Daily Focus: Andy Dalton isn't Tom Brady, but he was a top QB in '15

Cincinnati Bengals quarterback Andy Dalton looks to pass in the first half of an NFL football game against the Kansas City Chiefs, Sunday, Oct. 4, 2015, in Cincinnati. (AP Photo/Gary Landers)

Editor’s note: Every day in “Daily Focus,” PFF analysts take the latest NFL news and translate what it really means for each team involved.

No, Andy Dalton isn't Tom Brady. But he was one of the NFL's best QBs in 2015: Newly signed Bengals wide receiver Brandon LaFell made waves yesterday by stating QB Andy Dalton could be a similar player to his prior QB in New England, the future hall-of-famer Tom Brady, citing the level of respect he commands in the locker room and comparing the high intelligence level of the two signal-callers.

While many will scoff at this notion and reference the Bengals’ recent record in the playoffs, Dalton likely isn’t being given enough credit — at least in the short-term for how well he played last year before his thumb injury against Pittsburgh in Week 14 ended his season.

In 13 weeks, Dalton threw 25 touchdowns to just seven interceptions, and his NFL QB rating of 106.3 was almost 20 points higher than his previous best output of 87.0 in 2013. His QB rating on play-action was third-best (fourth-best without play-action), and his rating when getting rid of the ball in 2.5 seconds or less was 115.7, best in the league.

He also ranked in the top 10 of every measurement of adjusted completion percentage we chart at PFF, most notably sixth on throws under pressure and fifth on throws 20-plus yards downfield.

While Dalton would need to duplicate his 2015 performance essentially over the course of an entire decade (and in the playoffs) to come anywhere close to warranting comparisons to Brady, there’s no denying his play last year put him among the elite in the league for the season.

The four best team fits for free-agent OT Eugene Monroe: With yesterday’s news of former Ravens offensive tackle Eugene Monroe’s release, speculation immediately began as to where he is most likely to land as a free agent. Per Adam Schefter, the three most likely teams to vie for his services are the Giants, Chargers and Seahawks, and all three make sense. We also think the Bears are a potential fit. Let's look at all three options:

New York Giants: They were forced to start rookie Ereck Flowers at left tackle in 2015 after losing veteran William Beatty to injury before the start of the season. While Flowers admirably gutted out much of the year with a bum ankle, he struggled mightily throughout the season, in particular in pass protection. He gave up 69 total pressures, and graded out 74th among the 77 offensive tackles with at least 400 snaps last year.

San Diego Chargers: After strong back-to-back seasons for the Chargers in 2013 and 2014, left tackle King Dunlap played just 319 snaps during an injury-riddled 2015. While he should be ready to go this season (he missed multiple games with an ankle injury and a concussion last year), San Diego’s only real option at right tackle is Joe Barksdale, who combined to yield 97 total pressures as the starting right tackle for the Chargers in 2015 and the Rams in 2014.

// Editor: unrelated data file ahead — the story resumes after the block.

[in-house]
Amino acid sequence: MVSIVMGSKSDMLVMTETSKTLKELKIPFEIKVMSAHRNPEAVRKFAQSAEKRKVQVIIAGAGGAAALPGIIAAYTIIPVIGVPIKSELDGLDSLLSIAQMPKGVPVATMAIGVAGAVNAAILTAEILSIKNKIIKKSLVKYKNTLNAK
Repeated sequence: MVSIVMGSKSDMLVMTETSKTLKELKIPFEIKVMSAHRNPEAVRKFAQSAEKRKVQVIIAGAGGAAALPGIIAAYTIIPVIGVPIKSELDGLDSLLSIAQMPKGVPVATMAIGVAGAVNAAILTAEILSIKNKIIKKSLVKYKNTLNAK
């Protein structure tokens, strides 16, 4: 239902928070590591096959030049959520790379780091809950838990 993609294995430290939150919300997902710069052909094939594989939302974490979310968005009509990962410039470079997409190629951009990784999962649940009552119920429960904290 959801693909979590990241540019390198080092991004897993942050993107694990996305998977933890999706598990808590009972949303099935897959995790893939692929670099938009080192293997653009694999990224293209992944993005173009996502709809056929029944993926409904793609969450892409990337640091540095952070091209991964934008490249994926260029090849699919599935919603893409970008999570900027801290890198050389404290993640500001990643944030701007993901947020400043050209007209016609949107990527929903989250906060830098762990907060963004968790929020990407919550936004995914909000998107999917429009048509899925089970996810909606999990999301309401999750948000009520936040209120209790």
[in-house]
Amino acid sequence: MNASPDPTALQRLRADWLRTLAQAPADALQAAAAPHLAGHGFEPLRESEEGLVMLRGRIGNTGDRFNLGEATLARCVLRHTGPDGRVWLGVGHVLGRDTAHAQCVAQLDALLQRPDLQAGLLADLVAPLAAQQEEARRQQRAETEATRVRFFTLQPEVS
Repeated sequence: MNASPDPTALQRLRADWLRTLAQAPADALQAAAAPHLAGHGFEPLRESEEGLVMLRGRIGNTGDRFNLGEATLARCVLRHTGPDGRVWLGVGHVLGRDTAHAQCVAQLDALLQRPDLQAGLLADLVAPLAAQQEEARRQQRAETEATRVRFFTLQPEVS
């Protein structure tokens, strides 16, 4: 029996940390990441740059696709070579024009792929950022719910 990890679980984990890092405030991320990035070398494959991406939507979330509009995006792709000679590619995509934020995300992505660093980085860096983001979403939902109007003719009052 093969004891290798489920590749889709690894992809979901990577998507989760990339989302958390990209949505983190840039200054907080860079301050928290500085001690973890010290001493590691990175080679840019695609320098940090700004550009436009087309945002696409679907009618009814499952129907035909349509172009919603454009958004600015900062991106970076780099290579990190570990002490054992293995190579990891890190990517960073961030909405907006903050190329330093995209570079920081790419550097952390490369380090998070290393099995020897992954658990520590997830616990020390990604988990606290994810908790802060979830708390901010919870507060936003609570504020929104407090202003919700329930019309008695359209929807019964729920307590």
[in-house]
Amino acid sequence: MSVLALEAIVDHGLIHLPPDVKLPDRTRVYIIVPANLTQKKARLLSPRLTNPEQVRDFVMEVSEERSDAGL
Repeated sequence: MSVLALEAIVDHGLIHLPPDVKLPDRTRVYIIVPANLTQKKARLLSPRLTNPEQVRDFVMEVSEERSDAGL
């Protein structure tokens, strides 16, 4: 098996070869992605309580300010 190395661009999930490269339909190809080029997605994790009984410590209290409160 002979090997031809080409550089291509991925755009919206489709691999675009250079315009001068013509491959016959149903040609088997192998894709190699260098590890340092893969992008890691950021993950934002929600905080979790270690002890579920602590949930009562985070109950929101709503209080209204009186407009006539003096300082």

Seattle Seahawks: Garry Gilliam started at right tackle for the Seahawks in 2015 and graded out as our 62nd-best tackle, out of 77. Despite his struggles, he is expected to take over at left tackle for the departed Russell Okung (went to Denver as a free agent), and with J’Marcus Webb or rookie Germain Ifedi (who graded poorly in college for Texas A&M) expected to man the right side, adding a player of Monroe’s ability would give the line a much-needed boost in competency.

Chicago Bears: We think they are another team to keep an eye on over the next few days, as having to start Charles Leno at left tackle (42 combined pressures and our 68th-ranked run-blocker last year) is certainly less than ideal. Monroe’s injury struggles the past two seasons have limited his time and effectiveness on the field, but if healthy he is still likely a top-15 left tackle, as he has posted positive overall grades in every year but two of his seven-year career.

Darius Slay is correct — he is a top-seven NFL cornerback: Lions cornerback Darius Slay is hoping to receive a mega-contract extension this offseason, and recently told Dave Birkett of the Detroit Free Press that he believes he’s a top-seven CB in the league. When asked which players at his position better than him right now, he listed Darrelle Revis of the Jets, Richard Sherman of the Seahawks, Patrick Peterson of the Cardinals, Chris Harris and Aqib Talib of the Broncos  and Joe Haden of the Browns.

Our own Sam Monson also ranks Slay the seventh-best CB in football right now (albeit with several different names ahead of him than the ones he listed), but is there a case to be made for Slay being even higher?

The only cornerback to grade better than Slay in 2015 was Arizona’s Tyrann Mathieu, who took the vast majority of his coverage snaps from the slot and is still considered by many observers to be a safety. Slay gave up just 47 receptions on 73 targets, and an average of just 3.57 yards after the catch. He also ranked fourth in tackling efficiency, with Peterson being the only player on both lists with fewer missed tackles (Slay had four, Peterson missed just two).

These numbers are marked improvements over a solid 2014 campaign that saw him yield 59 catches on 103 targets with an average of 4.39 yards after the catch. The fact he was targeted roughly 30 percent less this past season is certainly telling as to how the rest of the league views him.

Slay is certainly among the league’s elite corners, and if he continues on the trend of improvement he’s shows the last two seasons, he is likely to crack the top five soon (and be paid as such).


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